At this week's meeting of premiers in Whitehorse, the need for a national carbon price may once again be the subject of controversy and division. For casual observers this may be surprising, given the near unanimity among economists, climate change experts, and leaders in government and industry that putting a price on carbon is an essential tool to fight climate change.
Donald Trump's apocalyptic acceptance speech at the Republican National Convention in Cleveland was easily the scariest political event I've ever witnessed outside of 1930s newsreels. As CNN's Anderson Cooper summed up: "He painted a dark and frightening picture of America, he talked about people being attacked by criminals, attacked by terrorists, betrayed by their leaders, the game is fixed. And he said he can be their voice." The thing about this tactic -- a far cry from conservative saint Ronald Reagan's inspirational "shining city on a hill" much less Obama's hope and change optimism -- is that it captures (and, yes, fuels) the zeitgeist of white America.
At last year's Paris climate change agreement, all countries committed to help adapt to climate change and reduce emissions. Canada's official development assistance (ODA) now needs to focus on realizing these commitments. Ensuring maximum impact will require attending to areas where need is greatest and where Canada has particular expertise.
Understandably, prescription drug coverage only becomes a concern for many individuals when they can't access the drugs they need because of cost. If you haven't personally experienced problems with drug coverage, there is a high probability that your child, friend or loved one has.
In 2015, the city of Summerside, Prince Edward Island, achieved the highest level of wind power integration in North America. While the province of P.E.I. is already a leader with 26 per cent of its electricity coming from wind power, the City of Summerside Electric Utility has ratcheted that up to an astonishing 46 per cent by adding a smart grid with energy storage.
Industrial activity has profoundly affected the Blueberry River First Nations in northern B.C. In much of the territory, which once supported healthy moose and caribou populations, it's difficult if not impossible to walk half a kilometre before hitting a road, seismic line or other industrial infrastructure.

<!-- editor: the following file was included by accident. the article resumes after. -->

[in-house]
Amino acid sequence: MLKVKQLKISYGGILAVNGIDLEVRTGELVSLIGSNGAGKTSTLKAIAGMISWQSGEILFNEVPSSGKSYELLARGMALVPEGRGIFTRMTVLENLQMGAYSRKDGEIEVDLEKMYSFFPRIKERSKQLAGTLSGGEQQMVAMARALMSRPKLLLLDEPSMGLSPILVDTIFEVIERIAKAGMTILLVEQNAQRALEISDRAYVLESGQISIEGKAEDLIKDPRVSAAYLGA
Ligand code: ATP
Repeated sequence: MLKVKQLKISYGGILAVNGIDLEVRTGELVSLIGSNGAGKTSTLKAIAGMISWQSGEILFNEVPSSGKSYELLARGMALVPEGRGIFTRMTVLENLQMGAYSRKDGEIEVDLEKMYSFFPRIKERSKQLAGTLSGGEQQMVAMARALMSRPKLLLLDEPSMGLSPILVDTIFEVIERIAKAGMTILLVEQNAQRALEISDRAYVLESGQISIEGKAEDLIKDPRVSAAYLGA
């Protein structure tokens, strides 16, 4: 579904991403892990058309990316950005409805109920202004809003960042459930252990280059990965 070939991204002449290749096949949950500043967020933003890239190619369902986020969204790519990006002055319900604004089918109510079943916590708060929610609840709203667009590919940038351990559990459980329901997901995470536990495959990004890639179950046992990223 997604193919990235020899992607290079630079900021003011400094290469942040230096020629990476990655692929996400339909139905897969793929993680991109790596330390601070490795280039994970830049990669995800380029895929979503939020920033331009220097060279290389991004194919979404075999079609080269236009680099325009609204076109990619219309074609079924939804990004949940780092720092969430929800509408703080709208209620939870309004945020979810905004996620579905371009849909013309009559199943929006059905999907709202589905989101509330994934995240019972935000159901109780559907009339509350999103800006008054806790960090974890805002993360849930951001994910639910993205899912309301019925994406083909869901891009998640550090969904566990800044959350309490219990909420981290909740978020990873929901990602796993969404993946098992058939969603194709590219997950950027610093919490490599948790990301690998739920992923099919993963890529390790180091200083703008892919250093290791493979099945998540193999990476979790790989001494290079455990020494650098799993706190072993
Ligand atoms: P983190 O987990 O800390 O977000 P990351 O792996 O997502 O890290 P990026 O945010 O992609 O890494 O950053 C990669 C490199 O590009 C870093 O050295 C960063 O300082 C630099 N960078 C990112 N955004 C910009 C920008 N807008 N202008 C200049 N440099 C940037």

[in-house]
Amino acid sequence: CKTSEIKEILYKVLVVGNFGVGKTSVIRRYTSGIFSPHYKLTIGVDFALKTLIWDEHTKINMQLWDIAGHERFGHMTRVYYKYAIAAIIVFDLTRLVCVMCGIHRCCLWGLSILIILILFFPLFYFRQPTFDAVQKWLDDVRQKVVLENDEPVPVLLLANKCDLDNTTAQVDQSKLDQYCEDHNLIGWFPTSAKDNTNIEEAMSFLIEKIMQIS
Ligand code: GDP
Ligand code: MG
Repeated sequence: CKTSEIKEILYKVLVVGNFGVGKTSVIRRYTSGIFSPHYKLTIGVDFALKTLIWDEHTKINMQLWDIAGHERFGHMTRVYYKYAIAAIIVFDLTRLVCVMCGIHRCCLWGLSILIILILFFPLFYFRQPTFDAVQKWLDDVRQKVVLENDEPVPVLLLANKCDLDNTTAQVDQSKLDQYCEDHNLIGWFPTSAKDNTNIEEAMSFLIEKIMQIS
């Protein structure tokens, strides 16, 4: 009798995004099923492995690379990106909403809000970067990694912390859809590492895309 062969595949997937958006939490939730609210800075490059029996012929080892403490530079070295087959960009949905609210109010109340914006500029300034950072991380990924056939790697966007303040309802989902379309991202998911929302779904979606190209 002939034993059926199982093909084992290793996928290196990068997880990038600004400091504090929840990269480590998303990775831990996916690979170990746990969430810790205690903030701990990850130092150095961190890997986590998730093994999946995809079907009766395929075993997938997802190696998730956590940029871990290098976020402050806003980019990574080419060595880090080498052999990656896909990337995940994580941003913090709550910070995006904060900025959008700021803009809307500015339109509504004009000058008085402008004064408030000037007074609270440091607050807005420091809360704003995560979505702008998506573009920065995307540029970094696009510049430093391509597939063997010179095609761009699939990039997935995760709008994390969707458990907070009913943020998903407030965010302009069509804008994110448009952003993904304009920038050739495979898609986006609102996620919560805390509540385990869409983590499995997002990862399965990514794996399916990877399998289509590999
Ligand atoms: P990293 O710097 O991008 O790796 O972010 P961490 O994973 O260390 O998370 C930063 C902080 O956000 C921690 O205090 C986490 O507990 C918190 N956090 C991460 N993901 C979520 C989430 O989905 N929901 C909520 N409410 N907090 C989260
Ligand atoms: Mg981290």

While the old adage tells us to waste not and want not, all too often surplus food ends up uneaten. Canada's mounting amount of wasted food is costing consumers and cutting into the country's overall economy output. Canada's economy is losing the equivalent of two per cent of its entire GDP each year to food waste.
Living in crowded, unsafe housing. The inability to afford a diabetic diet. Not filling a necessary prescription. Missing out on opportunities for early childhood learning and higher education. These and many other challenges related to poverty and low wages can result in poor health outcomes for kids now and into their adult lives.
Helping people to live life beyond the limitations of a mental illness with a sense of dignity, purpose, hope and meaning is called recovery. The hope of recovery changes everything: how we view the person, how we address stigma and discrimination and how we make mental health services accessible and available.
While law societies and bar associations across the country address the issue though awareness, education, and workshops, comparatively little has been done to examine and address how the current structure of legal services can contribute to burnout. Could we innovate less stressful careers?
Economically, consumers and the private sector will benefit significantly from efforts to tackle food waste. For consumers, reducing food waste could help them save hundreds of dollars. According to Statistics Canada, Canadians waste 183 kg (just over 403 lbs) a year. This represents the equivalent of throwing $771 per year per consumer in the trash. In other words, over 15 per cent of a household's grocery cart ends up in the garbage without being consumed, which is approximately $50/week per family. Preventing food waste could also cut food costs by 10 per cent or more.... Socially, while food waste and food insecurity are not intimately linked, it is nonetheless absurd to waste so much food at time when thousands of people throughout the country are affected by food insecurity.
Despite building this tremendous education infrastructure to allow our young Canadian minds to be the best in the world, it is often a timid or risk averse culture within governments and corporate Canada that can hold Canada back from realizing its full potential.
Tackling extremism includes tackling its roots. After the heinous crimes perpetrated against Charlie Hebdo in Paris last year, the world united around the adage that read "violence can never silence an idea." It is imperative that this same methodology be applied when challenging extremist ideologies.
The best art stays with you. It provokes thought and discussion. It may even be a catalyst for change. With that sentiment in mind, the Friends of the Pan Am Path commissioned a group of street artists to paint a series of public art murals on a underpass of a Toronto highway ramp near city's Don River.
The United Nations created 17 Sustainable Development Goals, or Global Goals, in September 2015 for corporations and countries to guide them toward inclusive and sustainable societies. Undeniably, these global goals appeared optimistic and, for some, bordered on the impossible.
Creating something magical out of your life that is greater than you are is the key to a fulfilling life. Serving people and giving them value are just two ways to contribute beyond yourself.